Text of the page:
Understanding the linkages between ecosystem services (ES) and human well-being (HWB) is crucial to sustain the flow of ES for HWB. The Millennium Ecosystem Assessment (MA) provided a state-of-the-art synthesis of such knowledge. However, due to the complexity of the linkages between ES and HWB, there are still many knowledge gaps, and in particular a lack of quantitative indicators and integrated models based on the MA framework. To fill some of these research needs, we developed a quantitative index system to measure HWB, and assessed the impacts of an external driver – the 2008 Wenchuan Earthquake – on HWB. Our results suggest that our proposed index system of HWB is well-designed, valid and could be useful for better understanding the linkages between ES and HWB. The earthquake significantly affected households' well-being in our demonstration sites. Such impacts differed across space and across the five dimensions of the sub-index (i.e., the basic material for good life, security, health, good social relations, and freedom of choice and action). Since the conceptual framework is based on the generalizable MA framework, our methods should also be applicable to other study areas.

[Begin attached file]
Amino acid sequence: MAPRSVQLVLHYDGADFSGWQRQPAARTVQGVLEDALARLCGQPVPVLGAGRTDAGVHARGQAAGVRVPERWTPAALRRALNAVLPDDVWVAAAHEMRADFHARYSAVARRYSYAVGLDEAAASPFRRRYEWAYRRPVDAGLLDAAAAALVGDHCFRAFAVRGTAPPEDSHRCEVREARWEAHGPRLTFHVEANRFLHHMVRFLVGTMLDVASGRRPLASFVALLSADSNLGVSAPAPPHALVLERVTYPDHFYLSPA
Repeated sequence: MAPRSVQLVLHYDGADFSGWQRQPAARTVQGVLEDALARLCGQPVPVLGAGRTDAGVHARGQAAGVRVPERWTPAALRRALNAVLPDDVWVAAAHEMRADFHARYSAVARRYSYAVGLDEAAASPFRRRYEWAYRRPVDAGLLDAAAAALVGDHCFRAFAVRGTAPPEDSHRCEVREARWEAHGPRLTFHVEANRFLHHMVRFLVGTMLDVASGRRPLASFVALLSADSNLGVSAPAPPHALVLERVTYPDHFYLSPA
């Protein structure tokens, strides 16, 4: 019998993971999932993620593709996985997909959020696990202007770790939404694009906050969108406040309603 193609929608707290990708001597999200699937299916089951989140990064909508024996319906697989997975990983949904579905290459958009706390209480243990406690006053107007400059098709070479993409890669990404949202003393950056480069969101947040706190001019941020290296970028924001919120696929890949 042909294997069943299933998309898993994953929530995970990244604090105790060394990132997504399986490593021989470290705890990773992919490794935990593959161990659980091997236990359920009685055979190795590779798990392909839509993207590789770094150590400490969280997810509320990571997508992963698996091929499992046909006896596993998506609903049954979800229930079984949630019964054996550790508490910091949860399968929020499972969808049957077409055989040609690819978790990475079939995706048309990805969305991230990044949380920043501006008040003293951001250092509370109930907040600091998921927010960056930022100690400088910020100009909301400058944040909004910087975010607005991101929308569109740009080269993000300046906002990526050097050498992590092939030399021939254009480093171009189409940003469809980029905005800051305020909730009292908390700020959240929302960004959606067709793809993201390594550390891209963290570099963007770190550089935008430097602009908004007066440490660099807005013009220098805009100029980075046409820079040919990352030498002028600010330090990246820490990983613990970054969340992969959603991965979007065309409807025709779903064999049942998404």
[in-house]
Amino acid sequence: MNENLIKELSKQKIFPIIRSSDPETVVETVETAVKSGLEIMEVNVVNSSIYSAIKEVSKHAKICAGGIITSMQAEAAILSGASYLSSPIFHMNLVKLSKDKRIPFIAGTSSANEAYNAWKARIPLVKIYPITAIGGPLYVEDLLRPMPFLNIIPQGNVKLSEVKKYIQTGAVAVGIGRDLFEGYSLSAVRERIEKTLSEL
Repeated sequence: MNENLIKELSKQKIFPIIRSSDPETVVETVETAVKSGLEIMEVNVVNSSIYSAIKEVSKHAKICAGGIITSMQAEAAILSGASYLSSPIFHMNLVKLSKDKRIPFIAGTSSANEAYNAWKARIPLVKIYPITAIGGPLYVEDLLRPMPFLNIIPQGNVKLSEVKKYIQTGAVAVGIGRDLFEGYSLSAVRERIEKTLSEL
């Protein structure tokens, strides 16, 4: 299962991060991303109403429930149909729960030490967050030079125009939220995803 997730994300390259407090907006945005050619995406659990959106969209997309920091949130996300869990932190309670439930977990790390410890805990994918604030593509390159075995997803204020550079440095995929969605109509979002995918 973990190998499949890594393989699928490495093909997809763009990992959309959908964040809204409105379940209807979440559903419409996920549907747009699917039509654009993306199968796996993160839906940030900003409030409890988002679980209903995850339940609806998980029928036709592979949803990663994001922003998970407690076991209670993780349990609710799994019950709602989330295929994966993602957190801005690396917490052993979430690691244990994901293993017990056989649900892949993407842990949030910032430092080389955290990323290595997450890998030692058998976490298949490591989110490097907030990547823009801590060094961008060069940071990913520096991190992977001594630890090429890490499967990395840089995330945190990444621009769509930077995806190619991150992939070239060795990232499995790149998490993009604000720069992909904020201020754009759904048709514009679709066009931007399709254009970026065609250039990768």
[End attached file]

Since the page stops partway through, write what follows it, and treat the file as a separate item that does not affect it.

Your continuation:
Introduction

Understanding the linkages between ecosystem services (ES) and human well-being (HWB) is crucial to sustain the flow of ES for HWB [1]. The Millennium Ecosystem Assessment (MA) was intended to provide a state-of-the-art synthesis of such knowledge. ES are defined as the benefits human directly and indirectly obtained from ecosystems [1], [2]. The MA suggested that ecosystems provide services that are of importance for improvements of HWB at multiple scales. These services range from provisioning services such as clean water, food, and forest products, through regulating services such as flood control, soil retention, and air purification, to cultural services such as ecotourism, aesthetic appreciation, and a sense of place [1]. However, during the past five decades, such improvements of HWB were achieved at escalating costs due to the decline or degradation of more than 60% of ES across the globe. This decline or degradation in ES may increase the risks of nonlinear or abrupt changes, and may lead to further marginalization of some groups of people [1].